Vale Tim Fischer

The Weekly Advertiser Horsham - - Ag Life -

As a crusty old re­porter of more than 35 years, one can’t help but be­come a tad cyn­i­cal.

I have a very healthy lack of re­spect for many, if not most politi­cians. Of course, the feel­ing is mu­tual.

I’ve been sworn at, be­lit­tled, given a lec­ture on how I’d got it all wrong, laughed at, even told, ‘I feel very sorry for your hus­band’… the list of con­de­scend­ing be­hav­iour from our sup­posed cham­pi­ons of democracy goes on.

When for­mer Prime Min­is­ter Bob Hawke died re­cently, ev­ery­one said what a great bloke he was.

I’ll never for­get in 1989 in the middle of a me­dia scrum when I asked a very pointed question about the pi­lots’ strike and Mr Hawke’s re­la­tion­ship with Sir Peter Abe­les, then owner of Ansett Air­lines.

He bent down, pushed right into my face, pointed his fin­ger at me nearly touch­ing my nose and said, ‘You wouldn’t ask such a stupid question if you knew what you were talk­ing about, GIR­LIE!’ Not so nice af­ter all.

Back then, the no­to­ri­ously hon­est and de­cent politi­cian was the se­nior La­bor Min­is­ter, the late John But­ton.

I re­mem­ber ask­ing him some tough questions which he duly an­swered and, flab­ber­gasted that he didn’t de­liver a whole lot of po­lit­i­cal spin, I re­minded him af­ter­wards that it wasn’t com­pul­sory to answer so frankly.

He looked gen­uinely shocked at the sug­ges­tion.

That kind of stead­fast, un­wa­ver­ing hon­esty was also Tim Fischer’s trade­mark. He had an in­cred­i­bly strong moral com­pass.

As deputy Prime Min­is­ter, he, like then Prime Min­is­ter John Howard, never for­got your name and al­ways treated you with re­spect.

I was work­ing with ABC TV’S 7.30 Re­port in 1996 when Martin Bryant slayed 35 peo­ple at Port Arthur in Tas­ma­nia.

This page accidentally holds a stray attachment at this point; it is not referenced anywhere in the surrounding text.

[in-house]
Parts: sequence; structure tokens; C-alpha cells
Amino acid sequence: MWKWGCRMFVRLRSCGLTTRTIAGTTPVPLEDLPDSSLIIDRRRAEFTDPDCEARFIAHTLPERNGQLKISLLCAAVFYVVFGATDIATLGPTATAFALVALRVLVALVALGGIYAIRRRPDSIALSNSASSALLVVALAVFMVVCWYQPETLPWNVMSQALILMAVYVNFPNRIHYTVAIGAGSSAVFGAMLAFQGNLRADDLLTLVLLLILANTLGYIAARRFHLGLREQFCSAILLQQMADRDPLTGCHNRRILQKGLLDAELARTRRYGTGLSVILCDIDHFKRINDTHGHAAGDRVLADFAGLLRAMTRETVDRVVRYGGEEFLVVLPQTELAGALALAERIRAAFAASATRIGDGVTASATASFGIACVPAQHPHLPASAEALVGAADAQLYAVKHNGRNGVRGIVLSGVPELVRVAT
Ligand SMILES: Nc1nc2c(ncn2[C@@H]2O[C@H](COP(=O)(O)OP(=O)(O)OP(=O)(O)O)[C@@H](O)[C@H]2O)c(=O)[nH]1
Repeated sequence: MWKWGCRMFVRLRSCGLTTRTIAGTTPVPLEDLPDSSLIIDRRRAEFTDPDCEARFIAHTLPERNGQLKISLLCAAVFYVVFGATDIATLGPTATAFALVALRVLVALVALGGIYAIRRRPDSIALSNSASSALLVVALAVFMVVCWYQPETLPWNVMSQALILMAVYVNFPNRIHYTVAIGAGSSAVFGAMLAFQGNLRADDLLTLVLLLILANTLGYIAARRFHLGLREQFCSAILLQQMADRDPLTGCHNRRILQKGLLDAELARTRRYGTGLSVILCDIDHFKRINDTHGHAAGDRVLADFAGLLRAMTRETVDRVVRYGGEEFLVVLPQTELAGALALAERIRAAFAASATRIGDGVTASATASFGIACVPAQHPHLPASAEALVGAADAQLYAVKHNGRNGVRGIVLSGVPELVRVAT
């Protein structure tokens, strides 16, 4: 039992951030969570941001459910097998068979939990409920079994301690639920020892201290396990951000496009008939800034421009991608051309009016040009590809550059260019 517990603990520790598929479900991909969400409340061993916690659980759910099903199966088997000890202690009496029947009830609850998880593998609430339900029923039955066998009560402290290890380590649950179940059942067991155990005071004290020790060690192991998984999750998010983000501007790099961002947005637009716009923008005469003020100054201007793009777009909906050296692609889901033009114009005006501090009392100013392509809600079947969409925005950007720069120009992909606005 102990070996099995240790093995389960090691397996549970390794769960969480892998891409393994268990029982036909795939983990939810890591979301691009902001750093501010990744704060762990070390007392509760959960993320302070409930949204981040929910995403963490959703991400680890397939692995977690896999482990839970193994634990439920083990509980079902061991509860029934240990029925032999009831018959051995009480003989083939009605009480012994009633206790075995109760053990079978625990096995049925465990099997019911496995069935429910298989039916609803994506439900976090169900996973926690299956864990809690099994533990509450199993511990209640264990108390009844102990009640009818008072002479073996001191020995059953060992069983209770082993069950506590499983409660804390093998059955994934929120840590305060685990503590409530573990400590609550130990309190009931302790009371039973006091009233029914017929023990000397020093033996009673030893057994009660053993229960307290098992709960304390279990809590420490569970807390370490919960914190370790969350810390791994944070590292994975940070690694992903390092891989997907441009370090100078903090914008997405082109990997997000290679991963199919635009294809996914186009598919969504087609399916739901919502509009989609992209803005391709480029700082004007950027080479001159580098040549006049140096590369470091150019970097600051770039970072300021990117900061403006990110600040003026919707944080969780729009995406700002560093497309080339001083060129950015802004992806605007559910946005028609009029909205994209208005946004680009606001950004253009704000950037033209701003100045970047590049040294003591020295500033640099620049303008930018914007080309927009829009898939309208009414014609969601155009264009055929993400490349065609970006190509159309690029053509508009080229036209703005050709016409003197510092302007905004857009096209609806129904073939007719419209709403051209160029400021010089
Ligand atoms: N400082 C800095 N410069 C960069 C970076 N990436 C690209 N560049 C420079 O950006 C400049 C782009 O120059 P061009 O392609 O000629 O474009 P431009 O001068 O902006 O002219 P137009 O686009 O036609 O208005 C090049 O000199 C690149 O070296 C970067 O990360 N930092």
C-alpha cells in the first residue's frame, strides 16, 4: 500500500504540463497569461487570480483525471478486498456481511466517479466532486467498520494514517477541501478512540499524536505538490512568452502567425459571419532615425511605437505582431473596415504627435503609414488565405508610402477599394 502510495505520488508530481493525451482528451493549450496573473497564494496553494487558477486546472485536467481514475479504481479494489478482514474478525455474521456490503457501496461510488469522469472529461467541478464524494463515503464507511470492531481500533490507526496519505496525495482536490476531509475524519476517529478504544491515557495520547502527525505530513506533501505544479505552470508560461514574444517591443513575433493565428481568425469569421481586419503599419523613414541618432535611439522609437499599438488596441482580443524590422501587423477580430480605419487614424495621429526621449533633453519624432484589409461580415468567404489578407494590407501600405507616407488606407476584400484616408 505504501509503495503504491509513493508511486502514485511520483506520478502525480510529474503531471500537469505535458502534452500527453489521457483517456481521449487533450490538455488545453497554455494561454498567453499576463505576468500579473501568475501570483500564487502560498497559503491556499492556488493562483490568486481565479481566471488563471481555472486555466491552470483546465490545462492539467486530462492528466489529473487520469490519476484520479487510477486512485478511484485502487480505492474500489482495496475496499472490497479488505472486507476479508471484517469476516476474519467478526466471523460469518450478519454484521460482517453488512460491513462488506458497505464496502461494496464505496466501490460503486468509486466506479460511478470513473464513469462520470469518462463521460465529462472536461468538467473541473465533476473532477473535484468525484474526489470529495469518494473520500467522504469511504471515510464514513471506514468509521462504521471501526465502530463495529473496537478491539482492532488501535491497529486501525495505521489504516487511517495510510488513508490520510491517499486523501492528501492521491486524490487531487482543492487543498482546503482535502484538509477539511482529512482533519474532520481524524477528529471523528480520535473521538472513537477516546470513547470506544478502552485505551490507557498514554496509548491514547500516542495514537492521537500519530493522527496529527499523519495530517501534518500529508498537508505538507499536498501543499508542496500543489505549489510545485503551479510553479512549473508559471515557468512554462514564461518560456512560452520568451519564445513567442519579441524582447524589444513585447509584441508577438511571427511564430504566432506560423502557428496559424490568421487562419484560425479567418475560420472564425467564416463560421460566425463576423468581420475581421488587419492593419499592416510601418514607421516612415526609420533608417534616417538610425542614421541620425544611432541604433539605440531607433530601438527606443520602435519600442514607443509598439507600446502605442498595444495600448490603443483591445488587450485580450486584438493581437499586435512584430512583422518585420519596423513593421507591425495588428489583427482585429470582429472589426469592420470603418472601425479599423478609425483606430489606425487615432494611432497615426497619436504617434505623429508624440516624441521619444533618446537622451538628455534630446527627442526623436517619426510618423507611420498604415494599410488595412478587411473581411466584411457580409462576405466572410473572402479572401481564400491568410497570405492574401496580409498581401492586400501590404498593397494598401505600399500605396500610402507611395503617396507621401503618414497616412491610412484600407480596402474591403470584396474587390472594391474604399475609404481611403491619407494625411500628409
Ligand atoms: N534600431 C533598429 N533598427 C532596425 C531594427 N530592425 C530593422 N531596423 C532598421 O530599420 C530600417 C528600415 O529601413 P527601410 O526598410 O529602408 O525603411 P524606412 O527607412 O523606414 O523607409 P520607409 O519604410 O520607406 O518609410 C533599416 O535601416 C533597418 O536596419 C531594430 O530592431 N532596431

I was as­signed to re­port on the sub­se­quent pro­gun rally at Sale in Gipp­s­land.

I stood be­hind Mr Howard as he stood on the podium to ad­dress the crowd.

He was clearly wear­ing a bul­let-proof vest. I have to ad­mit to also feel­ing un­safe. The crowd was an­gry and ag­gres­sive.

The Howard govern­ment had only been in of­fice a cou­ple of months and if it weren’t for the stead­fast sup­port of Tim Fischer, the rad­i­cal gun re­forms would not have got through.

He was a man who knew when to stand his ground against the groundswel­l of protest from his fel­low Na­tion­als and many of his con­stituents.

Mr Fischer was a man of habit and punc­tu­al­ity was an ob­ses­sion.

I sat next to his wife, Judy, at a lunch func­tion and he in­sisted on speaking at the ex­act al­lot­ted time even though the main course hadn’t been served. There was no stop­ping him. She laughed and said, “That’s Tim. Just get on with it.”

He used to ring ABC Re­gional of­fices very early in the morn­ing or late at night and leave a news story on the an­swer­ing ma­chine.

It would be com­plete with an in­tro­duc­tion, then with the count­down ‘three, two, one …’ and the ex­act 10-sec­ond radio grab, then a cheery farewell, ‘God bless’.

I bumped into him just short of 12 months ago when I’d made head­lines for all the wrong rea­sons in a defama­tion case.

I won’t re­veal what he said, but he put his arm around me and gave his very forth­right view of the sit­u­a­tion. Hon­est and real: a true gen­tle man.

Vale Tim Fischer. If only there were more like him.

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